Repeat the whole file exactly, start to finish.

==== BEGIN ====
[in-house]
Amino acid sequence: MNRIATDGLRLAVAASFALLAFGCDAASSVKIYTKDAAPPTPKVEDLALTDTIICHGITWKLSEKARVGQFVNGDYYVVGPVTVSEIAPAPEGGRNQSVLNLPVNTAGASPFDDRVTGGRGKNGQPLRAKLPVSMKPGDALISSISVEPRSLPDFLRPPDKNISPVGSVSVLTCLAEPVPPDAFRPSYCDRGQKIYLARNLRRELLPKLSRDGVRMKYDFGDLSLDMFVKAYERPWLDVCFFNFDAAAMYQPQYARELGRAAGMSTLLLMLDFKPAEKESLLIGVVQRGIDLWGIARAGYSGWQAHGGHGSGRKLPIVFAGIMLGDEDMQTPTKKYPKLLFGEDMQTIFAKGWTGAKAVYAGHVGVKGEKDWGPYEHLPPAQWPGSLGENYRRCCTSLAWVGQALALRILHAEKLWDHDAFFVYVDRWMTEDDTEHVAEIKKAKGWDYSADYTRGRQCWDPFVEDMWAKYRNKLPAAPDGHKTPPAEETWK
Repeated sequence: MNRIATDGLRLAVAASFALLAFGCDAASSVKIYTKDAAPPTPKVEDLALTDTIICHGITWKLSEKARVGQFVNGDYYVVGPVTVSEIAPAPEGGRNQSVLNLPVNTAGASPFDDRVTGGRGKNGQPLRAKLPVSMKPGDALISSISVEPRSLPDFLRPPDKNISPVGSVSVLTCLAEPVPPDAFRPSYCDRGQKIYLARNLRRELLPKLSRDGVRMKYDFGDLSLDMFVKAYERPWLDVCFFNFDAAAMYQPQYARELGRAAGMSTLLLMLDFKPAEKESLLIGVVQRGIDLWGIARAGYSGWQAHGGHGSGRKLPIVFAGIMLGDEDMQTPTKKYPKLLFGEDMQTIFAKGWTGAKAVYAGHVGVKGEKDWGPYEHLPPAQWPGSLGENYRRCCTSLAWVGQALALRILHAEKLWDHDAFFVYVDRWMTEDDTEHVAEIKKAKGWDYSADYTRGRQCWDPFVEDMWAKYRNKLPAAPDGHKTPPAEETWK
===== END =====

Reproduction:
[in-house]
Amino acid sequence: MNRIATDGLRLAVAASFALLAFGCDAASSVKIYTKDAAPPTPKVEDLALTDTIICHGITWKLSEKARVGQFVNGDYYVVGPVTVSEIAPAPEGGRNQSVLNLPVNTAGASPFDDRVTGGRGKNGQPLRAKLPVSMKPGDALISSISVEPRSLPDFLRPPDKNISPVGSVSVLTCLAEPVPPDAFRPSYCDRGQKIYLARNLRRELLPKLSRDGVRMKYDFGDLSLDMFVKAYERPWLDVCFFNFDAAAMYQPQYARELGRAAGMSTLLLMLDFKPAEKESLLIGVVQRGIDLWGIARAGYSGWQAHGGHGSGRKLPIVFAGIMLGDEDMQTPTKKYPKLLFGEDMQTIFAKGWTGAKAVYAGHVGVKGEKDWGPYEHLPPAQWPGSLGENYRRCCTSLAWVGQALALRILHAEKLWDHDAFFVYVDRWMTEDDTEHVAEIKKAKGWDYSADYTRGRQCWDPFVEDMWAKYRNKLPAAPDGHKTPPAEETWK
Repeated sequence: MNRIATDGLRLAVAASFALLAFGCDAASSVKIYTKDAAPPTPKVEDLALTDTIICHGITWKLSEKARVGQFVNGDYYVVGPVTVSEIAPAPEGGRNQSVLNLPVNTAGASPFDDRVTGGRGKNGQPLRAKLPVSMKPGDALISSISVEPRSLPDFLRPPDKNISPVGSVSVLTCLAEPVPPDAFRPSYCDRGQKIYLARNLRRELLPKLSRDGVRMKYDFGDLSLDMFVKAYERPWLDVCFFNFDAAAMYQPQYARELGRAAGMSTLLLMLDFKPAEKESLLIGVVQRGIDLWGIARAGYSGWQAHGGHGSGRKLPIVFAGIMLGDEDMQTPTKKYPKLLFGEDMQTIFAKGWTGAKAVYAGHVGVKGEKDWGPYEHLPPAQWPGSLGENYRRCCTSLAWVGQALALRILHAEKLWDHDAFFVYVDRWMTEDDTEHVAEIKKAKGWDYSADYTRGRQCWDPFVEDMWAKYRNKLPAAPDGHKTPPAEETWK